Signs of Change: "Shocking" Text Message Habits

New research from Nielsen shows that while teens 13-17 are still the most frequent texters, college students (18-24) are averaging 3 texts per hour. The "shocking" part is that they do this during classes.

I know, right? College students not paying attention to a lecture; who could have known? 

What does this mean to you?

The simple message is that 78% of your next generation of customers use text messages, and a growing number of them consider texting easier and faster than voice calls.
The advantage of giving out your cell phone number is it offers flexibility for clients to call or text you, but have you ever invited a client or prospect to text you with their questions? Have you ever responded via text?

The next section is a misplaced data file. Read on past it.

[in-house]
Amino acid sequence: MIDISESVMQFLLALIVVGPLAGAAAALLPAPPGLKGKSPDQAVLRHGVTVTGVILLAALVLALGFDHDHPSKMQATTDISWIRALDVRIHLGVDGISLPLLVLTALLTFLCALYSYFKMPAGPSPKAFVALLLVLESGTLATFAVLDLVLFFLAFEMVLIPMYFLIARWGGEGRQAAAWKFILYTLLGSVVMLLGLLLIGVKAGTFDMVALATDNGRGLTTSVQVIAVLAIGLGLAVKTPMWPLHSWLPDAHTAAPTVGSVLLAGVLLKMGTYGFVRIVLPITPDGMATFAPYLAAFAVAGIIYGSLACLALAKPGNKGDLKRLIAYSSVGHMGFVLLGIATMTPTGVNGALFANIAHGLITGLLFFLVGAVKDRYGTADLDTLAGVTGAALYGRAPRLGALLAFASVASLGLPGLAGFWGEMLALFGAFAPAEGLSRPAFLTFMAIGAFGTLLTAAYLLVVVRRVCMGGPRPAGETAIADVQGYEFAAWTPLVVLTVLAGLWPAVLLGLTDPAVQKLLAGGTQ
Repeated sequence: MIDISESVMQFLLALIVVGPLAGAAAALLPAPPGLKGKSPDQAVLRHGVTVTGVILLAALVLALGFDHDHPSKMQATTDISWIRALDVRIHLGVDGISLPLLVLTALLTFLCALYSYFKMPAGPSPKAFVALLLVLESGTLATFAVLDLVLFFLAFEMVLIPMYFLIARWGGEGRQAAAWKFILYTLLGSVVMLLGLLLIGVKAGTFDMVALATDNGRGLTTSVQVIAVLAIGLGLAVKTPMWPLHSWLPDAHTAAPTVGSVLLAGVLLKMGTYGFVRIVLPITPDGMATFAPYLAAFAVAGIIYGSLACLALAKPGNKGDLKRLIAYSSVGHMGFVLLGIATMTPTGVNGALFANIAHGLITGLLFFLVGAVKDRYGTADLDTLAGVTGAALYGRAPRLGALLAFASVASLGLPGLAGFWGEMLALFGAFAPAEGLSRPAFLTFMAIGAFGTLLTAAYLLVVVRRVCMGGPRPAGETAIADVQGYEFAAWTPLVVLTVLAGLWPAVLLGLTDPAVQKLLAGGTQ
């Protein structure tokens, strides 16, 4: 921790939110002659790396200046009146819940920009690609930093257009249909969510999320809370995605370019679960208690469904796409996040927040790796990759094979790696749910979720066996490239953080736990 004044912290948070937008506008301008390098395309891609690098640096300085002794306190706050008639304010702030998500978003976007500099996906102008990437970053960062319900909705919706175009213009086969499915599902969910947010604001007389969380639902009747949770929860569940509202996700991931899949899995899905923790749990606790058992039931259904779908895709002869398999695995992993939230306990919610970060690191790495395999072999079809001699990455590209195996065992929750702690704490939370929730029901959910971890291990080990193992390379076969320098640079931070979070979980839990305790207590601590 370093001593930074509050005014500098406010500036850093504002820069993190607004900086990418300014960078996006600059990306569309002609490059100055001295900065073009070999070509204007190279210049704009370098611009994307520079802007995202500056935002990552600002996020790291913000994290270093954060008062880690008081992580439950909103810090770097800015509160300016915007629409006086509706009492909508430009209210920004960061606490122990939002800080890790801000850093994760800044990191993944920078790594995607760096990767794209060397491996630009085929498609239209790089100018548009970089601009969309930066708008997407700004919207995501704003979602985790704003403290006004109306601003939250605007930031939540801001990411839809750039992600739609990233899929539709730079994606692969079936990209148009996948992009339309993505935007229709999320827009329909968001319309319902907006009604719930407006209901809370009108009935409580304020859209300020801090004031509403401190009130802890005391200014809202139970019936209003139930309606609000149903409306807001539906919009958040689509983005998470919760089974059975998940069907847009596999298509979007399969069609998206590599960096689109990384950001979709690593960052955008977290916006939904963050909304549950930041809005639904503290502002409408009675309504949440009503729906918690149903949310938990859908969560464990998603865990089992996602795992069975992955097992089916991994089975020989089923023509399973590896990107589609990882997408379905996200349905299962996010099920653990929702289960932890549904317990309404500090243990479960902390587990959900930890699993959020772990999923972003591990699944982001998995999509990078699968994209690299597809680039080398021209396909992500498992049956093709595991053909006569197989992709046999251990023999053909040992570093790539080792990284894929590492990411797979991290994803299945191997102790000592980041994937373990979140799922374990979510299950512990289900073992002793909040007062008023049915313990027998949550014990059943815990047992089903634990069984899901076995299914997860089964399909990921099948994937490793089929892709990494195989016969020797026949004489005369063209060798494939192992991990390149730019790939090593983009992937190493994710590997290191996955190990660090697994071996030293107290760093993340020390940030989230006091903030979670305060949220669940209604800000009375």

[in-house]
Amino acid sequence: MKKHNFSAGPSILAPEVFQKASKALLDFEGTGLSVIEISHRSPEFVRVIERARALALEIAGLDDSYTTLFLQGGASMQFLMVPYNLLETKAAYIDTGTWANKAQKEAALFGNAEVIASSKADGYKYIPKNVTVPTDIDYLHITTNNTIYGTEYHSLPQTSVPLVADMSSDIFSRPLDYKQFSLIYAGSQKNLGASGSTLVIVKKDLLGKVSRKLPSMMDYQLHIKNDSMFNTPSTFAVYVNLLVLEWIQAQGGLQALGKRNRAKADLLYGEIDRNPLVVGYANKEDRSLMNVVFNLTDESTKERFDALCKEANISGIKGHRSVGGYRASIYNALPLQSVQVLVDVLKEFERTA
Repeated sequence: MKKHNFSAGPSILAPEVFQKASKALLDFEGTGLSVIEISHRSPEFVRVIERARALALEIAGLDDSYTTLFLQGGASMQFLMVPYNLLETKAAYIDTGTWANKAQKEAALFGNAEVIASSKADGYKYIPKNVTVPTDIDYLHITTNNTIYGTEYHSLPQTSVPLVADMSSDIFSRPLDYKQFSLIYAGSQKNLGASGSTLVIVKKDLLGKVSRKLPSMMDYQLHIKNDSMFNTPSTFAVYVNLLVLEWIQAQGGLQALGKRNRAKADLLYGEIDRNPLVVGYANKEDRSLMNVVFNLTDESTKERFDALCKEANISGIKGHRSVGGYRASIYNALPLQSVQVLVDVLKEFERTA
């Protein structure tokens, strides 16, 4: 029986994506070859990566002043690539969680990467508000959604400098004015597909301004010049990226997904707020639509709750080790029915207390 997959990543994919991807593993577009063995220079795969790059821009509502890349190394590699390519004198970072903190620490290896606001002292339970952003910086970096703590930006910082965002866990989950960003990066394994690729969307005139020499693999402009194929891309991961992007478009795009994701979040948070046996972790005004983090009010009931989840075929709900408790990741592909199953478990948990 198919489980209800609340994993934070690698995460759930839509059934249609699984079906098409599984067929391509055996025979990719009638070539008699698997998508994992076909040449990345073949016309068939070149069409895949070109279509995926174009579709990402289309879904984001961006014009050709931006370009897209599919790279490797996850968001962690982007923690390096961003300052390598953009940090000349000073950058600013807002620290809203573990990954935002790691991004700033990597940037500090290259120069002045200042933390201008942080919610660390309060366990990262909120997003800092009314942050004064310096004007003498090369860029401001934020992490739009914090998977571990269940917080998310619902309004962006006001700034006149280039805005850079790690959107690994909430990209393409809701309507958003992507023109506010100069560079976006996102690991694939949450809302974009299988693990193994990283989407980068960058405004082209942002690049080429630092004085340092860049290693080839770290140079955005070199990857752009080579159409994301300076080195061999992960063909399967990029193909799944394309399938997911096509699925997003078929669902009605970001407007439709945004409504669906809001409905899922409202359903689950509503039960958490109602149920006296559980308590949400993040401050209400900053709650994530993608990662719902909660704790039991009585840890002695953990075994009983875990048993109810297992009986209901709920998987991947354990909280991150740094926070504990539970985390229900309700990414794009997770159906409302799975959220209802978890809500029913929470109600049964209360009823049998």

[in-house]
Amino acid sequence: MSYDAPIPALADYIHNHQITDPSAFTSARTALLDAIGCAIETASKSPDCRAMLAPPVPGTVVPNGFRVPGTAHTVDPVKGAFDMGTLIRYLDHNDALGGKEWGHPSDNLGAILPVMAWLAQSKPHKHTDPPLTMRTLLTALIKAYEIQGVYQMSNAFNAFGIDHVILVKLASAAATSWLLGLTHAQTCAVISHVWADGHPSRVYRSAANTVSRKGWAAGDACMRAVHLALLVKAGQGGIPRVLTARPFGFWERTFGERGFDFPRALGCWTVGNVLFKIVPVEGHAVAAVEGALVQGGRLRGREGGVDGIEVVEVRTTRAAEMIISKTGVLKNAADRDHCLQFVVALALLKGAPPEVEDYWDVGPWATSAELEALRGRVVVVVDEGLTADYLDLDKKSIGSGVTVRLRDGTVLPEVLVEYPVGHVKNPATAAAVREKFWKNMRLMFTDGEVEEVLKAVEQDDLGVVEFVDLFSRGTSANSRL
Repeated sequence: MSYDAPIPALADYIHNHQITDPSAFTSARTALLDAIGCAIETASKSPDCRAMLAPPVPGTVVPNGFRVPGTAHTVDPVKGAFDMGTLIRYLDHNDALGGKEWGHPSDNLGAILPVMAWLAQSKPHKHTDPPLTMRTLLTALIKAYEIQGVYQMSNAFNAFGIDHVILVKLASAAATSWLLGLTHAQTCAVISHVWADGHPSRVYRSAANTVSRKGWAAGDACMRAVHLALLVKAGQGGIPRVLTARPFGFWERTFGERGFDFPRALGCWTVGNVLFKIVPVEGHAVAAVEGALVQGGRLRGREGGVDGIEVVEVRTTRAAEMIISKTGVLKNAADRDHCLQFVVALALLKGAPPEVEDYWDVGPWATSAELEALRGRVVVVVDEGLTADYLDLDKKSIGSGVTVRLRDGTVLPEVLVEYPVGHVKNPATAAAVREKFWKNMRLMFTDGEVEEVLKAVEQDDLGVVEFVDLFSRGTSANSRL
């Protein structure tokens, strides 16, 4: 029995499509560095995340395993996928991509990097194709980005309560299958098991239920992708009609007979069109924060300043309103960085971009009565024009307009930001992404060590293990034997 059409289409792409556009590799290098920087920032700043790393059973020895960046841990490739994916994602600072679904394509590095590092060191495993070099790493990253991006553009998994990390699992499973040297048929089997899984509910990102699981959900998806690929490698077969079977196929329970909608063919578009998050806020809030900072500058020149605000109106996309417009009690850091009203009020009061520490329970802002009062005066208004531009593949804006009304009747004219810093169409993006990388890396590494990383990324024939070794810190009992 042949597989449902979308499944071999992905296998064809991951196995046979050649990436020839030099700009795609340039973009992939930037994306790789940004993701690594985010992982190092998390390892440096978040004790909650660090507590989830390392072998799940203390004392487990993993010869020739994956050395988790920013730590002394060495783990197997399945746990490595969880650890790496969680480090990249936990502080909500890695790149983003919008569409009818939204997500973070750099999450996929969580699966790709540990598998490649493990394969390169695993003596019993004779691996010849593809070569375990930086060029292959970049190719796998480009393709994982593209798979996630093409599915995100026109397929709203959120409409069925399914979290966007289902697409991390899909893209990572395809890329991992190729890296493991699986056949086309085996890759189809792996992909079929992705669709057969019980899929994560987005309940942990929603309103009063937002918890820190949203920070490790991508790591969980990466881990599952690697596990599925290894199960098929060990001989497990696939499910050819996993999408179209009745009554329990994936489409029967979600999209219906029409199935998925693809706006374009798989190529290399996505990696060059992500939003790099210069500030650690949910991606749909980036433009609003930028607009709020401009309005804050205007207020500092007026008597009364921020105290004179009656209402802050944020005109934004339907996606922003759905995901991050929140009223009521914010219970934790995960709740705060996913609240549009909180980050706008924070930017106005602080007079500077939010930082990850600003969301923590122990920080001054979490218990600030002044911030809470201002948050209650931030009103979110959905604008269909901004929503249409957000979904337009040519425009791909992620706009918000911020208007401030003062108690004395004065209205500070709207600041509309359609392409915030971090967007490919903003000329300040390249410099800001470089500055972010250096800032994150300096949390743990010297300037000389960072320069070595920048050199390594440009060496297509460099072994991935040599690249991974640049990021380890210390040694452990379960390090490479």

In the business environment it is tempting to split immediate customer communications into voice or email, but consider that something you could respond to with a one-line email could probably be handled as well via text message. Is there an advantage to doing so? Maybe; it's one step easier for me to read a text message than an email on my phone; however, if it's your client's preferred method of communication, that becomes a huge advantage. 

Not everyone has text messages in their cellular plans, or feels comfortable using them, so I would ask before assuming you can communicate with a client this way. Make a note of their preference in your contact database, and start experimenting with using this communication medium to develop your comfort using it in a business environment. 

And please, resist the urge to use Twitter-speak in any of your business communications. I know there's a limited character count, but it just looks silly.

[h/t ReadWriteWeb]